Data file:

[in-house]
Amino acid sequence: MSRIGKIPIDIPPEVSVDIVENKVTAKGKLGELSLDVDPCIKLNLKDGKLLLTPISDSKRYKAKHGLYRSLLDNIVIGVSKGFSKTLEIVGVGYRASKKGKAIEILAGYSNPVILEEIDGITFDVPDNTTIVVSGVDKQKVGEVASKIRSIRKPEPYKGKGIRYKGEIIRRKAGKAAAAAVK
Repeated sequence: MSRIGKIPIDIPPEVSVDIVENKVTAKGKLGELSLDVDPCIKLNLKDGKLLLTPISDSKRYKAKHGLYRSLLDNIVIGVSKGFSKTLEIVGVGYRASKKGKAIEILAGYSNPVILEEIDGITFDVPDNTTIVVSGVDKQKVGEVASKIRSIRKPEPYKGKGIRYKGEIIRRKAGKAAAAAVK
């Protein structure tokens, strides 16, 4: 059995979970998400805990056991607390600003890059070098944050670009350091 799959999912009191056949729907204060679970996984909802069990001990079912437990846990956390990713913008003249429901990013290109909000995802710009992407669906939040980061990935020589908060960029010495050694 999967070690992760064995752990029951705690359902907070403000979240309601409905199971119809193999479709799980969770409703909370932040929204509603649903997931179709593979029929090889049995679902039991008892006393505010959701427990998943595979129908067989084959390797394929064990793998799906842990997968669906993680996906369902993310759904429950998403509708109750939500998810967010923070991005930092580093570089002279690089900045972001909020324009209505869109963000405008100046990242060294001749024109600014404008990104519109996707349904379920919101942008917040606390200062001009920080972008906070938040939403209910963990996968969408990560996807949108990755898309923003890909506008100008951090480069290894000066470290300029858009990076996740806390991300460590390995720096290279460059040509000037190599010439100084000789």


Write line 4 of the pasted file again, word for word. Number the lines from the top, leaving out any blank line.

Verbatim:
């Protein structure tokens, strides 16, 4: 059995979970998400805990056991607390600003890059070098944050670009350091 799959999912009191056949729907204060679970996984909802069990001990079912437990846990956390990713913008003249429901990013290109909000995802710009992407669906939040980061990935020589908060960029010495050694 999967070690992760064995752990029951705690359902907070403000979240309601409905199971119809193999479709799980969770409703909370932040929204509603649903997931179709593979029929090889049995679902039991008892006393505010959701427990998943595979129908067989084959390797394929064990793998799906842990997968669906993680996906369902993310759904429950998403509708109750939500998810967010923070991005930092580093570089002279690089900045972001909020324009209505869109963000405008100046990242060294001749024109600014404008990104519109996707349904379920919101942008917040606390200062001009920080972008906070938040939403209910963990996968969408990560996807949108990755898309923003890909506008100008951090480069290894000066470290300029858009990076996740806390991300460590390995720096290279460059040509000037190599010439100084000789």